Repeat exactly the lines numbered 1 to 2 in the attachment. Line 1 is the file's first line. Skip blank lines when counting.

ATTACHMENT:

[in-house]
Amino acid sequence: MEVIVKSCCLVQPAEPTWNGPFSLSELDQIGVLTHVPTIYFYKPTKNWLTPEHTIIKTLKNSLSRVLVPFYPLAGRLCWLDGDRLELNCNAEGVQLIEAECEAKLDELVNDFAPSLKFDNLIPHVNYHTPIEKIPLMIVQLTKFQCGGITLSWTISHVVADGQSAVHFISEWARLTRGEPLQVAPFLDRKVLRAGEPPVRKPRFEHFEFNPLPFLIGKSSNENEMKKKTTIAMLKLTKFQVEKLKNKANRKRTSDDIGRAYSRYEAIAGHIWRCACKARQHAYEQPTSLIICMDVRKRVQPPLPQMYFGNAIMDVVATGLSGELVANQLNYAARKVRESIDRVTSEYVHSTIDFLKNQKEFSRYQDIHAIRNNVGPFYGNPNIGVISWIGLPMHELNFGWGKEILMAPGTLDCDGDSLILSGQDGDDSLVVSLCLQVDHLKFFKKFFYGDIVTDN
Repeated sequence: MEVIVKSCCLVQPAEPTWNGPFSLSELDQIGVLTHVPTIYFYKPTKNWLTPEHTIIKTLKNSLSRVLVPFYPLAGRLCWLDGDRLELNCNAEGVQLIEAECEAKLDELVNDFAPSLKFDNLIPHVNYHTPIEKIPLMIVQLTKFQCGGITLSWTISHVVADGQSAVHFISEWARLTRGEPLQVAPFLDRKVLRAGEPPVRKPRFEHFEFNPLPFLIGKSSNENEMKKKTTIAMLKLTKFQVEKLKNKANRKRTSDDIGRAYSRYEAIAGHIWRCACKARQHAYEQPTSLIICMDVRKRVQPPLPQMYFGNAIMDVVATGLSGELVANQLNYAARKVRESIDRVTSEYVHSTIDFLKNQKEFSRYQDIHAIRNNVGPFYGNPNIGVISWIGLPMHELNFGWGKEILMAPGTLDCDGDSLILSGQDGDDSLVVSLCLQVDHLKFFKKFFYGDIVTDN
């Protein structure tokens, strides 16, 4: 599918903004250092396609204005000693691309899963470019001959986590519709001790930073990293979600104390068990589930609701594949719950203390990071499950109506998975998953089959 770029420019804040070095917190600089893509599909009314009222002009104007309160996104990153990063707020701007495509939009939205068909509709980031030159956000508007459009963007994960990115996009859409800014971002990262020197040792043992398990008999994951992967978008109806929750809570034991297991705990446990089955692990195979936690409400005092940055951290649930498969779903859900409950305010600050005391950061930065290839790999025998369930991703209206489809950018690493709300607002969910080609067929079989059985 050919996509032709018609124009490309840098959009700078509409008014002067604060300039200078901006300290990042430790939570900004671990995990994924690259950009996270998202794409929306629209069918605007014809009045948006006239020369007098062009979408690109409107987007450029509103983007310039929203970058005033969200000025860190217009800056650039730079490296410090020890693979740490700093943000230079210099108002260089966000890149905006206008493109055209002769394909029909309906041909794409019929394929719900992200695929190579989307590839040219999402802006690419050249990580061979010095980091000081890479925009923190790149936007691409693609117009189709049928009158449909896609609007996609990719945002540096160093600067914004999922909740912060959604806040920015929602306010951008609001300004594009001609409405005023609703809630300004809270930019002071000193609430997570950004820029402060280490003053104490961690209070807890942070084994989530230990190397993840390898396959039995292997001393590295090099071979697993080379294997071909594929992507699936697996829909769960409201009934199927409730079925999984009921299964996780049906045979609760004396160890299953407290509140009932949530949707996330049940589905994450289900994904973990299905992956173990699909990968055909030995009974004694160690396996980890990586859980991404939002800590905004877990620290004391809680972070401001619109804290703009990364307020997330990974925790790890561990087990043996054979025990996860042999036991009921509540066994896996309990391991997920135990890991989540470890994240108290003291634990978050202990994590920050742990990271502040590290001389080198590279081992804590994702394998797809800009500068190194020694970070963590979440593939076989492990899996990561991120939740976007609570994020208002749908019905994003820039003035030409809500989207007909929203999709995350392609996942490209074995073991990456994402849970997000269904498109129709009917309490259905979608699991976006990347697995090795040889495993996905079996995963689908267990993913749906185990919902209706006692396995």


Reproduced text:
[in-house]
Amino acid sequence: MEVIVKSCCLVQPAEPTWNGPFSLSELDQIGVLTHVPTIYFYKPTKNWLTPEHTIIKTLKNSLSRVLVPFYPLAGRLCWLDGDRLELNCNAEGVQLIEAECEAKLDELVNDFAPSLKFDNLIPHVNYHTPIEKIPLMIVQLTKFQCGGITLSWTISHVVADGQSAVHFISEWARLTRGEPLQVAPFLDRKVLRAGEPPVRKPRFEHFEFNPLPFLIGKSSNENEMKKKTTIAMLKLTKFQVEKLKNKANRKRTSDDIGRAYSRYEAIAGHIWRCACKARQHAYEQPTSLIICMDVRKRVQPPLPQMYFGNAIMDVVATGLSGELVANQLNYAARKVRESIDRVTSEYVHSTIDFLKNQKEFSRYQDIHAIRNNVGPFYGNPNIGVISWIGLPMHELNFGWGKEILMAPGTLDCDGDSLILSGQDGDDSLVVSLCLQVDHLKFFKKFFYGDIVTDN